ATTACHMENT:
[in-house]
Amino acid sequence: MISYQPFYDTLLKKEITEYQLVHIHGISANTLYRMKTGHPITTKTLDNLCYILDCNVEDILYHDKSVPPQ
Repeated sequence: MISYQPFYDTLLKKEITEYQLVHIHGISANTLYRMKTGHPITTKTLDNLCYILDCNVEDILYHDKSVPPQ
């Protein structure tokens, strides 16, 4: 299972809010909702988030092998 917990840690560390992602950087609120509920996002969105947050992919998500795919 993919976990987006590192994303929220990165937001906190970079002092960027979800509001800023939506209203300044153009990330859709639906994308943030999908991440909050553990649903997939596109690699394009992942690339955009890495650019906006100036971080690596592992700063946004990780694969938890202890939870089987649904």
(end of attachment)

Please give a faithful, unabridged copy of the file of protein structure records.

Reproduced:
[in-house]
Amino acid sequence: MISYQPFYDTLLKKEITEYQLVHIHGISANTLYRMKTGHPITTKTLDNLCYILDCNVEDILYHDKSVPPQ
Repeated sequence: MISYQPFYDTLLKKEITEYQLVHIHGISANTLYRMKTGHPITTKTLDNLCYILDCNVEDILYHDKSVPPQ
């Protein structure tokens, strides 16, 4: 299972809010909702988030092998 917990840690560390992602950087609120509920996002969105947050992919998500795919 993919976990987006590192994303929220990165937001906190970079002092960027979800509001800023939506209203300044153009990330859709639906994308943030999908991440909050553990649903997939596109690699394009992942690339955009890495650019906006100036971080690596592992700063946004990780694969938890202890939870089987649904």